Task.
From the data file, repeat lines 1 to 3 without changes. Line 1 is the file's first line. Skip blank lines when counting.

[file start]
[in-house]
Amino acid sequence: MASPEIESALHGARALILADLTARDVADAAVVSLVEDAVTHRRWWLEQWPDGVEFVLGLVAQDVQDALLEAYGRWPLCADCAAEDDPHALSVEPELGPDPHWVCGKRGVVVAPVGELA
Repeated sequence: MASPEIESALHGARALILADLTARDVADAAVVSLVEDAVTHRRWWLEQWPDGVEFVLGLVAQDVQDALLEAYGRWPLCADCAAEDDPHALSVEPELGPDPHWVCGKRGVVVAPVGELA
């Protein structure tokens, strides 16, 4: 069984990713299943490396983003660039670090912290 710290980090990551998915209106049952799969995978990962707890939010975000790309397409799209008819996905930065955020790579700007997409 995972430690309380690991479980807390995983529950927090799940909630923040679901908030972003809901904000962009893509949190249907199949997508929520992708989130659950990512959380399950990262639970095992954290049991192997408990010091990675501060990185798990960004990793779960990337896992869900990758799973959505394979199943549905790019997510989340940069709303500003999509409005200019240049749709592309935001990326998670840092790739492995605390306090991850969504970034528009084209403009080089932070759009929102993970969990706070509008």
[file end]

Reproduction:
[in-house]
Amino acid sequence: MASPEIESALHGARALILADLTARDVADAAVVSLVEDAVTHRRWWLEQWPDGVEFVLGLVAQDVQDALLEAYGRWPLCADCAAEDDPHALSVEPELGPDPHWVCGKRGVVVAPVGELA
Repeated sequence: MASPEIESALHGARALILADLTARDVADAAVVSLVEDAVTHRRWWLEQWPDGVEFVLGLVAQDVQDALLEAYGRWPLCADCAAEDDPHALSVEPELGPDPHWVCGKRGVVVAPVGELA